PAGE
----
7 days until opening night: “Are you ready? Because we’re not!” William Ivey Long, the costume designer for the show and Broadway vet of 25 years, says as he swings open the doors of the fitting room. “It’s your final fitting, what do you think?” Haylie twirls in the bright yellow dress she wears for the show’s finale (minus the bodice; that’s still being worked on). “I love it, I love the belt!” William says, sitting down and looking up at her dress. “This is the exact angle of incidence, this is 10th row center. I did a test once.” “So am I going to be flashing people?” she asks, lifting up the skirt. “I keep you from doing that by sitting here,” William says. “That’s how I notice the bottom needs to come up.” Getting up, he pins her. “Is this for your meanest scene?” he asks. “She throws a fit, she throws the flowers, she crawls under the chair,” Haylie says, and realizes, “How am I going to fit under a chair in this?” The dress is 4 to 5 feet wide, like she has multiple petticoats on underneath. “Can you get under the stool?” William suggests. “Can I? Should I?” “If it won’t hurt the dress, it won’t hurt you.” “And it won’t crinkle it?” “The layers are all plastic,” he reveals. “It’s a 12-layer cake!” she laughs.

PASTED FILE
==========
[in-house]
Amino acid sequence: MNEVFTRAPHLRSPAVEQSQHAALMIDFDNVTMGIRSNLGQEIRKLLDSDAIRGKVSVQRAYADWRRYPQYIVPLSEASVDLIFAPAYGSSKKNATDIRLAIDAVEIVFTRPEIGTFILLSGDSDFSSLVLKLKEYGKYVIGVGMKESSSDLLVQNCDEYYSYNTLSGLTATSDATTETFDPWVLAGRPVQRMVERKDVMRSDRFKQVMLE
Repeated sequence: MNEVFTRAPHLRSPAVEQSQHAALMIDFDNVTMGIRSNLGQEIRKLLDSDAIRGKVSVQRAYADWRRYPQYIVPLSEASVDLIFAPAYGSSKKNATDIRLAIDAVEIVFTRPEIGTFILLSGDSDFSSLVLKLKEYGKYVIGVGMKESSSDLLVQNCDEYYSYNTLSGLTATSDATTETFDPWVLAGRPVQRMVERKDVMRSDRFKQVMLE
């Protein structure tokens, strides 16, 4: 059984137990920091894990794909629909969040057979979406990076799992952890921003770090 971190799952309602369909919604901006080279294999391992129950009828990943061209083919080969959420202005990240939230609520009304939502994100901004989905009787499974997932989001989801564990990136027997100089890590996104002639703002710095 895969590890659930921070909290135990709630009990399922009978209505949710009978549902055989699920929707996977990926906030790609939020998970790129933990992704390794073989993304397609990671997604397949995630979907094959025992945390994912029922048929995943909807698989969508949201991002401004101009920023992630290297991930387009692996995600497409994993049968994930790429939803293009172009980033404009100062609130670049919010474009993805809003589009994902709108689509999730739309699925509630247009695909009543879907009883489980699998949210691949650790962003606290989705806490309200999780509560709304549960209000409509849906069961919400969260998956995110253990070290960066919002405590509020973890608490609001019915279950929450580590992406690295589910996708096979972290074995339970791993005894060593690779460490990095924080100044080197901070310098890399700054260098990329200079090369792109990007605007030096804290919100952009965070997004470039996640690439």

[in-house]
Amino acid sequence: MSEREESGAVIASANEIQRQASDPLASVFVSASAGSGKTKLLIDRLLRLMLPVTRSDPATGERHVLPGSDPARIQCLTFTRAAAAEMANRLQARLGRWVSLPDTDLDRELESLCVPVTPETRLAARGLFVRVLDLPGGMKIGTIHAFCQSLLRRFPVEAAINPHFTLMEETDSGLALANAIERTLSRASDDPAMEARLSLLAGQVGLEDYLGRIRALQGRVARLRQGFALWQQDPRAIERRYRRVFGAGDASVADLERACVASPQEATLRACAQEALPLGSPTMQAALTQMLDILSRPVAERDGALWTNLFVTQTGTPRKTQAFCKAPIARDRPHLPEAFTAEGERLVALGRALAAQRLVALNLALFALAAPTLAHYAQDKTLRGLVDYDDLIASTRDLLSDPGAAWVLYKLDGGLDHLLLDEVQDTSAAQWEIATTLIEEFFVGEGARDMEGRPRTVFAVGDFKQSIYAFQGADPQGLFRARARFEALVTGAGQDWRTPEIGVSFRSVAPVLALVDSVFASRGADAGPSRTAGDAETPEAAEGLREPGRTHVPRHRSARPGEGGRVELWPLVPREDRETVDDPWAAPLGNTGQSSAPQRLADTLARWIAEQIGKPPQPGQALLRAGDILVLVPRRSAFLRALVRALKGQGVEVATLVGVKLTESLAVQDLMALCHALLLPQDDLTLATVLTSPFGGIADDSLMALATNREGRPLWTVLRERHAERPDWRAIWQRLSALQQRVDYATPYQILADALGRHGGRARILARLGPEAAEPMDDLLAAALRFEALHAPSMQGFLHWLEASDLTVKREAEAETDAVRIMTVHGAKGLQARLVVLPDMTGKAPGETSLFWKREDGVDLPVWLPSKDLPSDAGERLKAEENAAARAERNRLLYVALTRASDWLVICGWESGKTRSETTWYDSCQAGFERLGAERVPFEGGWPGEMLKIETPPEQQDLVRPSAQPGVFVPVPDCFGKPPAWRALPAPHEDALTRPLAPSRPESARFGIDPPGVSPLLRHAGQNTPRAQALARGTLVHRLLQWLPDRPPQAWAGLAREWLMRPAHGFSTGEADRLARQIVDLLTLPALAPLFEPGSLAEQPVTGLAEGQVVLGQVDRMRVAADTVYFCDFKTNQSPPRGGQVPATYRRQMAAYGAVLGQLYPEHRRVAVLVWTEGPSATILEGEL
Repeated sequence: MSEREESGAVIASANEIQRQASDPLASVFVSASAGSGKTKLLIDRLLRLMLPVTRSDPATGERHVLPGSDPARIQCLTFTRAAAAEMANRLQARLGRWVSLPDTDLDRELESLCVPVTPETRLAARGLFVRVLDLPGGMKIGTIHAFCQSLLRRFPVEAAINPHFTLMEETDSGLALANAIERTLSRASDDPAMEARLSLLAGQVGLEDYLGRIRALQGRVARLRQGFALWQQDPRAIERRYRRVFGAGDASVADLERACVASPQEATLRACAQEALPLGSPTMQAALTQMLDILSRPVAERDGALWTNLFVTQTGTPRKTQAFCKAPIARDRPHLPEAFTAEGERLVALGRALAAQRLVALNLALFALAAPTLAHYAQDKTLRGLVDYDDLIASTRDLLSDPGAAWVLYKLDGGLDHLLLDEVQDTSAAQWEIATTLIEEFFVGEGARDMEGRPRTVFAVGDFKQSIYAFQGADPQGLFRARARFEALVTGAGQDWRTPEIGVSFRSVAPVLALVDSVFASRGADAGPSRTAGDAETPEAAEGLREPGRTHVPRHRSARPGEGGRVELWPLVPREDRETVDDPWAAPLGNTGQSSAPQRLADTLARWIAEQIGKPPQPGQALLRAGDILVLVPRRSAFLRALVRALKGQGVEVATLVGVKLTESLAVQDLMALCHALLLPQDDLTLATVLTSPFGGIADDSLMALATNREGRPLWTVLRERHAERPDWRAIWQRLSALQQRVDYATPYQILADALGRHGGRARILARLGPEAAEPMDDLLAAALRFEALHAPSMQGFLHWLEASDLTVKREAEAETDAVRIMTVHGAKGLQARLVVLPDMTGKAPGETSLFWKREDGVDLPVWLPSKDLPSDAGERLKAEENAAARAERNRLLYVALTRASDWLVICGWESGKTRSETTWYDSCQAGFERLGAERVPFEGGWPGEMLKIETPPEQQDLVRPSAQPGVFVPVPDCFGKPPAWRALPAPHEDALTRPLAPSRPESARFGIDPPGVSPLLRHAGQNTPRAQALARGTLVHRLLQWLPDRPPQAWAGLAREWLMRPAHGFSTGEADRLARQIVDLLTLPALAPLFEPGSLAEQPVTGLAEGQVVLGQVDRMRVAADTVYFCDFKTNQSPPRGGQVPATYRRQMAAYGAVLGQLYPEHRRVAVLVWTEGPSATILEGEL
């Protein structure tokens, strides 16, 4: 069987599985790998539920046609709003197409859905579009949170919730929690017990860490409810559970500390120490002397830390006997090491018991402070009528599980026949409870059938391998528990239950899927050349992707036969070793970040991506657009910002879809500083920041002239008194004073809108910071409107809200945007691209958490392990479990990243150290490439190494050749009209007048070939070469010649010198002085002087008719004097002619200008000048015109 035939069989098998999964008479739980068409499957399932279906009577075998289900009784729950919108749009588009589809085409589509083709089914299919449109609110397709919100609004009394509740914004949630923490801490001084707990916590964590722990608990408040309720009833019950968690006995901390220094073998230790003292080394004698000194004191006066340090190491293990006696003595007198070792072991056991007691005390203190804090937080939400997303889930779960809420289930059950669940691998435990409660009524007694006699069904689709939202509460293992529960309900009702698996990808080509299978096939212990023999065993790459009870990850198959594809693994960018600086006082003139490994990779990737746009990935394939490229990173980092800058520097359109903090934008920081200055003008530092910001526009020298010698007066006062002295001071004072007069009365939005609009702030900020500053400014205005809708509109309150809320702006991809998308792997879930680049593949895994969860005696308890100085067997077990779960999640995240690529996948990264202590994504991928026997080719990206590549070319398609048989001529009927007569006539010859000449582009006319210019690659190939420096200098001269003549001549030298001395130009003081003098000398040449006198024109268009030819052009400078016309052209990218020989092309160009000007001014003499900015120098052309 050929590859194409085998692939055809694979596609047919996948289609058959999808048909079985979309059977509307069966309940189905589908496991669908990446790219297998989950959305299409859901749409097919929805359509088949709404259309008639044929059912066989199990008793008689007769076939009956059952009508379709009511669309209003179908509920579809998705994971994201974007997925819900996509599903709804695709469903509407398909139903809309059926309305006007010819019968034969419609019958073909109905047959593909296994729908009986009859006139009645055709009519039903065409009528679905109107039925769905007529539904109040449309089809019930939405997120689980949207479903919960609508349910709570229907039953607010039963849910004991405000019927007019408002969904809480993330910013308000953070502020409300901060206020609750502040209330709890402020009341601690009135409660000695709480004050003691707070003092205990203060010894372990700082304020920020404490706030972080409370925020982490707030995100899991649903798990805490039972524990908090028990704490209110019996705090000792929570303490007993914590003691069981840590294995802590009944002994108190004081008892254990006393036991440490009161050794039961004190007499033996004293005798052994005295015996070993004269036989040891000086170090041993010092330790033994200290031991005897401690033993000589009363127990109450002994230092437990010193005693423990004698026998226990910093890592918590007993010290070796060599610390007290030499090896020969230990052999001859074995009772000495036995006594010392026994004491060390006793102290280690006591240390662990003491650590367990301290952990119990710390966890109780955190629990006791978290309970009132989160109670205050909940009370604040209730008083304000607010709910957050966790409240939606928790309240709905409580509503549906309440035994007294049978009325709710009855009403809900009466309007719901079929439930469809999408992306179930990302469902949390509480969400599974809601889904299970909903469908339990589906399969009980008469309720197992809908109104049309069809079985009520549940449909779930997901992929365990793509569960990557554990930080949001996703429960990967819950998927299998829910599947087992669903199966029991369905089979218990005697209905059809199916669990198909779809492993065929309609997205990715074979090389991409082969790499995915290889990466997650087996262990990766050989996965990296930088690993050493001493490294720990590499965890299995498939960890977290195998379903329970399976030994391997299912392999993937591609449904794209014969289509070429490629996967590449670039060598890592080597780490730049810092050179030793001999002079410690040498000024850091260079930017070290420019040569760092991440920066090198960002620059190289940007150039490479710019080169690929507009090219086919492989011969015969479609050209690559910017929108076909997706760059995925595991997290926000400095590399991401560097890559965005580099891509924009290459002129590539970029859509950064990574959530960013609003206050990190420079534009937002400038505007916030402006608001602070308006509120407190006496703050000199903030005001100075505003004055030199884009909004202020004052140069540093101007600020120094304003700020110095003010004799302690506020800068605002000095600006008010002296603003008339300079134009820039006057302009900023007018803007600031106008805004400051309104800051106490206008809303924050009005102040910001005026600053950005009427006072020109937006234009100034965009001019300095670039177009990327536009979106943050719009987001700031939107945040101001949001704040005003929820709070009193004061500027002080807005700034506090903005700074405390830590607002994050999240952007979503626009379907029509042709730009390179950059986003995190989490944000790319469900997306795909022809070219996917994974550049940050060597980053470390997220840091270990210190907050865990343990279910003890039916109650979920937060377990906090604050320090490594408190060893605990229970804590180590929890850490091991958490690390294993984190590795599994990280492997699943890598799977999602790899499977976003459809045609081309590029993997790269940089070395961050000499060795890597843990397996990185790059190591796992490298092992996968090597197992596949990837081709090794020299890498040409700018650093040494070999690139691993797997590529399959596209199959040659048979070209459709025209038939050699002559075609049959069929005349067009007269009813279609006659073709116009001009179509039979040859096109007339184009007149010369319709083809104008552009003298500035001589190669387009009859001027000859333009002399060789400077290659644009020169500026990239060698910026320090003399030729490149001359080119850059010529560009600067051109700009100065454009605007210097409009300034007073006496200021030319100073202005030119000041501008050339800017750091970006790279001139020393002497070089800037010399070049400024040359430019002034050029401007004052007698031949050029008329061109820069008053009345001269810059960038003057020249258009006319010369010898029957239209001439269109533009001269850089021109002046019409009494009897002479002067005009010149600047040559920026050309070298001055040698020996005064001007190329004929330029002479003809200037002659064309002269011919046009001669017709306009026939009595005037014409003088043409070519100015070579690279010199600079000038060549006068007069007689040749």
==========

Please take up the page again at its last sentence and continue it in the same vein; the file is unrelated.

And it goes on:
Now that Haylie’s learned her songs and dance moves, she has to try them out onstage for practice. This time she knows the steps but has a lot of questions about the blocking for “The Nicest Kids in Town.” “So behind Corny [Collins]?” “So I have to wait until the music changes for that? All the way to 12? Do I have to make it to 12? All the way down to four? And I’m still even with her, right?” Michelle Kittrell pretends to be Brenda, another council member from the Corny Collins Show, and practices with her. “You’re behind Link Larkin, Tammy is up here, so when you’re going here, she’s following you,” Michelle explains. “And when you turn the corner, she’s going behind you to get in the line, so that’s why you have to step on four, you set the line.” “When I turn, it confuses me,” Haylie tells her.